This isn’t totally library or kid lit-related, but I felt I needed to post it. Both because I feel it’s relevant to today’s events and (mostly) because it makes me laugh. And laughing feels really, really good right now.
My daughter wasn’t at school today (she had a fever), so I haven’t had to explain the Connecticut school shooting to her yet. I’m not looking forward to the discussion. She tends to get panicky about guns and “robbers” whenever she hears about a local crime, but she’s going to hear about it eventually, so, as her parent, it’s my job to make sure she has the necessary context to help her try to process the event.
Context – the search for clues that lead toward deeper meanings – is one of the most important things in the world for a kid, which is one of the reasons why I’m such a big proponent of reading. Reading gives kids the ability to access context and meaning on their own and that’s an incredibly empowering skill to have. All kids go through a period where they keep asking their parents “WHY?”, so giving them the ability to answer that question themselves is just one of the most important things in the world.
BUT it is good to know that, even without her father clumsily trying to help her find deeper meaning in the world, my daughter still knows that some truths are simply self-evident, even for a six year old.
Case in Point – Around Thanksgiving, two of our best college friends came into town, both with daughters right around my daughter’s own age. The trio of girls became BFFs at an alarming speed (at a scary speed) and then immediately retreated to our basement where they said they were playing “spies.” Hours went by without a peep and, when they were done, they came back upstairs without a word. I went downstairs later to clean up and found, in their handwriting, their self-authored “RULES FOR PLAY.”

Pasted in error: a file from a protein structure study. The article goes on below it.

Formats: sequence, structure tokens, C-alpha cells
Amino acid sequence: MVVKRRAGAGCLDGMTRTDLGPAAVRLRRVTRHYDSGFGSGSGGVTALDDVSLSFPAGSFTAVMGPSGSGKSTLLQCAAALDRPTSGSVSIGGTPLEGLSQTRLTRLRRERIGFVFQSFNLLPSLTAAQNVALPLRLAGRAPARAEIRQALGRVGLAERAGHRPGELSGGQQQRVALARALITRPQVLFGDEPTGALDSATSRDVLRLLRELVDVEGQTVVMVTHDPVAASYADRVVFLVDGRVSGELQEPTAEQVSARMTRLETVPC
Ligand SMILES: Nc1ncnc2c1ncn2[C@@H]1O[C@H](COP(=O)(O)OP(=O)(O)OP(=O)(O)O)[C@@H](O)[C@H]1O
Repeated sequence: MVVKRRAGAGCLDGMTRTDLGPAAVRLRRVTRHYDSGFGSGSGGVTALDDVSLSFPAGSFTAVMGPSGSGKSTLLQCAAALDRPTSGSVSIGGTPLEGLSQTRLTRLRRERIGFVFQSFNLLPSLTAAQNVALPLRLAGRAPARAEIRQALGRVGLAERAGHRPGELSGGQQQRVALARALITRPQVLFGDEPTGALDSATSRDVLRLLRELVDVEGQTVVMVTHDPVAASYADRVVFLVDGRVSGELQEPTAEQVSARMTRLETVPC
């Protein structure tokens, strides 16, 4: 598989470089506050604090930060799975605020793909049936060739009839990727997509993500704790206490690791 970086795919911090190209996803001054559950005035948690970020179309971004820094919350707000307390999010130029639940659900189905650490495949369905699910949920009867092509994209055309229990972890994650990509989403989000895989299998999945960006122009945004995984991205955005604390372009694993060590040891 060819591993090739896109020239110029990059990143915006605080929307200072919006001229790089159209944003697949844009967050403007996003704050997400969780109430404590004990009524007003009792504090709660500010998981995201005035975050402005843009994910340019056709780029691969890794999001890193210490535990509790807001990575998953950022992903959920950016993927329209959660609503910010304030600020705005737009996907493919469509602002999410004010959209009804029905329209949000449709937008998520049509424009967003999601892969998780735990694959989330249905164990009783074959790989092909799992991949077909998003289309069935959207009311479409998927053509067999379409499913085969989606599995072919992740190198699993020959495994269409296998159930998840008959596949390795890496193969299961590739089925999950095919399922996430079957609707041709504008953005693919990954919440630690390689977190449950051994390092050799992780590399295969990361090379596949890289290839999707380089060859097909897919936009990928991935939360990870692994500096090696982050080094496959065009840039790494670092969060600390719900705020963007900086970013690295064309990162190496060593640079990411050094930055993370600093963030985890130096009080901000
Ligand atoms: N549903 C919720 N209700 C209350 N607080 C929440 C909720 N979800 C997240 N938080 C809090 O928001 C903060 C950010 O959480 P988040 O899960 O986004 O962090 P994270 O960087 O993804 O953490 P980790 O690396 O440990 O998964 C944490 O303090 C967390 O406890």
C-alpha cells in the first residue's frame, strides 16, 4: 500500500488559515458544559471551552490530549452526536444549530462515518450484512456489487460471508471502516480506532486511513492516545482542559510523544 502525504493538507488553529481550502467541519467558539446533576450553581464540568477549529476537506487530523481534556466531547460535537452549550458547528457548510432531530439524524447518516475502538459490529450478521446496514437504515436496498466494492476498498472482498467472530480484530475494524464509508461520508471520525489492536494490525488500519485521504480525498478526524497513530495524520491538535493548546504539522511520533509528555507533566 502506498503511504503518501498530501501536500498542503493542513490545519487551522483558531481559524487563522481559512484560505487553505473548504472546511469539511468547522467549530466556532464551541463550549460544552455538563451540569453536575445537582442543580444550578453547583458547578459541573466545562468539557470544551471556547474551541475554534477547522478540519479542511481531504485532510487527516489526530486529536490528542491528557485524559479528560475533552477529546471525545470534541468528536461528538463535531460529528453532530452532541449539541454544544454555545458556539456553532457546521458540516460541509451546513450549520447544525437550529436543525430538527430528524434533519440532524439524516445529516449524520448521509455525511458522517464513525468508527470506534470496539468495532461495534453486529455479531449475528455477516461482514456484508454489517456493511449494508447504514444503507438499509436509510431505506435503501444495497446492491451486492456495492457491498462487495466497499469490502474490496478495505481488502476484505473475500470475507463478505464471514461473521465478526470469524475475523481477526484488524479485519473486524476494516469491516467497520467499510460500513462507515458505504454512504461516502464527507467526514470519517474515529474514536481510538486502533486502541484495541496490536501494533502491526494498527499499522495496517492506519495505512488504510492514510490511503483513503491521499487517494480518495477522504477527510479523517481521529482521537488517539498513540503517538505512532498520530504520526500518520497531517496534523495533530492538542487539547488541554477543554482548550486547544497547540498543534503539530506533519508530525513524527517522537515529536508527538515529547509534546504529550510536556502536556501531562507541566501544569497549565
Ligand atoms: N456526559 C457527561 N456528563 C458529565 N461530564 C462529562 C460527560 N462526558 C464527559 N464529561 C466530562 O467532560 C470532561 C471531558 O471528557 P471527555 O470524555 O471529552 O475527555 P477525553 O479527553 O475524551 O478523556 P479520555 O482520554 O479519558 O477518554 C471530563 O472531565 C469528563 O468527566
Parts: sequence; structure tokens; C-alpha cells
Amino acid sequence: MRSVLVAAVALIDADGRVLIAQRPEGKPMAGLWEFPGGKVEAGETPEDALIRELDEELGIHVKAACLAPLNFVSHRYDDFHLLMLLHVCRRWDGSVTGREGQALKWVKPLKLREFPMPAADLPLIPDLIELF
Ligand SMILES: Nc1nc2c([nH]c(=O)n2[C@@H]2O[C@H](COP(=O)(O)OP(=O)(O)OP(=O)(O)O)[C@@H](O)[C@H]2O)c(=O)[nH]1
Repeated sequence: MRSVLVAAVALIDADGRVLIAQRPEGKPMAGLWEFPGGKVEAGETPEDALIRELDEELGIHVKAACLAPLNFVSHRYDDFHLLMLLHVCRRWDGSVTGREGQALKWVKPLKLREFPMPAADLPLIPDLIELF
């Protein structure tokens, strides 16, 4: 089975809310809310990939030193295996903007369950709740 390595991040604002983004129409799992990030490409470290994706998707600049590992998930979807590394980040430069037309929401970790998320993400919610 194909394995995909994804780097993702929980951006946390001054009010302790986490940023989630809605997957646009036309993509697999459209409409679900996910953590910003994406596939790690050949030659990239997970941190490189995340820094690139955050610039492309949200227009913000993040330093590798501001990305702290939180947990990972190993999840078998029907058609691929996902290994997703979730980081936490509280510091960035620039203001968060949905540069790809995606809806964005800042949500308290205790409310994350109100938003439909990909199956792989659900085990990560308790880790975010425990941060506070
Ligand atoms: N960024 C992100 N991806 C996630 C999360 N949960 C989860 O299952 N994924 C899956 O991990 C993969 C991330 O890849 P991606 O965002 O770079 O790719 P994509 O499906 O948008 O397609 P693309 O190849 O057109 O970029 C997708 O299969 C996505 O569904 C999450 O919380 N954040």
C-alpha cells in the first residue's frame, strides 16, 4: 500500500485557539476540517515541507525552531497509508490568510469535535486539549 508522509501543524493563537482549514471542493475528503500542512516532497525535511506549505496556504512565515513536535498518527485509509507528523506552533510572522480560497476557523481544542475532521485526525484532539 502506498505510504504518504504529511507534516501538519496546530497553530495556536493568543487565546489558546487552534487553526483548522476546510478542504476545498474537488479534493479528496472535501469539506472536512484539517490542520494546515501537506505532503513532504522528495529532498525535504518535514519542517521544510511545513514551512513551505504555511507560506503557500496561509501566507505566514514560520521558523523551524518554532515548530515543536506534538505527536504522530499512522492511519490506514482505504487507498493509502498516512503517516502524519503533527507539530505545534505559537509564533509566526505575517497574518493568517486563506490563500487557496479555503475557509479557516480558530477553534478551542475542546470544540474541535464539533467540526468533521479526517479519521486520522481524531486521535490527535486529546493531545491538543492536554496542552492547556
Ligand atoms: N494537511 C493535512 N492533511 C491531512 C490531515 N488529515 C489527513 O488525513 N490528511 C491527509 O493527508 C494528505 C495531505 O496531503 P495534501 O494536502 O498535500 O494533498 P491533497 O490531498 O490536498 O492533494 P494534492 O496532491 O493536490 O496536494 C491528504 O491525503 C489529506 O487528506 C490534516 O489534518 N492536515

These were the rules that the three girls decided were SO important for playing that they felt the need to write them down. And, so, without further ado, here are the TEN COMMANDMENTS OF PLAYING SPY, as written by my daughter and her two newest best friends forever.
If you can’t read their handwriting, I’ll translate:
1. KEEP YOUR HANDS TO YOUR SELF’S
2. NO KILLING!
3. BE SAFE!
4. STAY TOGETHER!
5. IF SEEN FIGHT!
6. BE SLOW AND QUICK!
7. DON’T TRIP!
8. IF SEEN FREEZE!
9. BE SNEAKY!
10. DON’T CRACK YOUR HEAD OPEN
I love these rules so much. I love how they’re earnest, silly, and profound all at the same time. I love the zen cool of being both “slow and quick”. I love the sheer practicality of rule #10. And I love that “NO KILLING!” is rule #2 (just couldn’t make the top spot, I guess).
But I mostly love that kids are just these brilliant, empathetic creatures who know how to value life, creativity, and cleverness over everything else. I love that kids KNOW – and they know it enough to put it in writing – to keep their hands to their “self’s” and not kill each other, even without the watchful eye of dads, moms, or anyone else hanging out in the basement and ruining their good time.
Don’t get me wrong. Kids can be idiots. But, on days like today, it’s nice to look at a list like this and know that, more often than not, they’re pretty damn great too.